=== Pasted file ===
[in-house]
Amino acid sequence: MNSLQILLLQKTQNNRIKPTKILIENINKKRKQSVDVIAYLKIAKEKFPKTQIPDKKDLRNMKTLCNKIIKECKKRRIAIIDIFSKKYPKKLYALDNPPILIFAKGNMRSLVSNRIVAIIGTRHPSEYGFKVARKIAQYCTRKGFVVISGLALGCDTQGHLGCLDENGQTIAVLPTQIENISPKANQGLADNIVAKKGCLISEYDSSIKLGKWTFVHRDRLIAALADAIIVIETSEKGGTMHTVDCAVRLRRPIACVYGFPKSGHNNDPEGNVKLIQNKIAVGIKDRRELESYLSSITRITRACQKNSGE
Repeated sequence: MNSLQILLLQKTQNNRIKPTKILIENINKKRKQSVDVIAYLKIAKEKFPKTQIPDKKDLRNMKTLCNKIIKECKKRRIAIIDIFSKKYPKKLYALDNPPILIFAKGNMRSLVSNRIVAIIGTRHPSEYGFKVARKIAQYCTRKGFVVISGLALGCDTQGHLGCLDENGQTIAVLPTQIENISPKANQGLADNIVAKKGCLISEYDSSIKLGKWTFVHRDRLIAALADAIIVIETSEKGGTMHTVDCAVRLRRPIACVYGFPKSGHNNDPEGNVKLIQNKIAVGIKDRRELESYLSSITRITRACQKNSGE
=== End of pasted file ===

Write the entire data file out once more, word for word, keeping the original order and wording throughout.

[in-house]
Amino acid sequence: MNSLQILLLQKTQNNRIKPTKILIENINKKRKQSVDVIAYLKIAKEKFPKTQIPDKKDLRNMKTLCNKIIKECKKRRIAIIDIFSKKYPKKLYALDNPPILIFAKGNMRSLVSNRIVAIIGTRHPSEYGFKVARKIAQYCTRKGFVVISGLALGCDTQGHLGCLDENGQTIAVLPTQIENISPKANQGLADNIVAKKGCLISEYDSSIKLGKWTFVHRDRLIAALADAIIVIETSEKGGTMHTVDCAVRLRRPIACVYGFPKSGHNNDPEGNVKLIQNKIAVGIKDRRELESYLSSITRITRACQKNSGE
Repeated sequence: MNSLQILLLQKTQNNRIKPTKILIENINKKRKQSVDVIAYLKIAKEKFPKTQIPDKKDLRNMKTLCNKIIKECKKRRIAIIDIFSKKYPKKLYALDNPPILIFAKGNMRSLVSNRIVAIIGTRHPSEYGFKVARKIAQYCTRKGFVVISGLALGCDTQGHLGCLDENGQTIAVLPTQIENISPKANQGLADNIVAKKGCLISEYDSSIKLGKWTFVHRDRLIAALADAIIVIETSEKGGTMHTVDCAVRLRRPIACVYGFPKSGHNNDPEGNVKLIQNKIAVGIKDRRELESYLSSITRITRACQKNSGE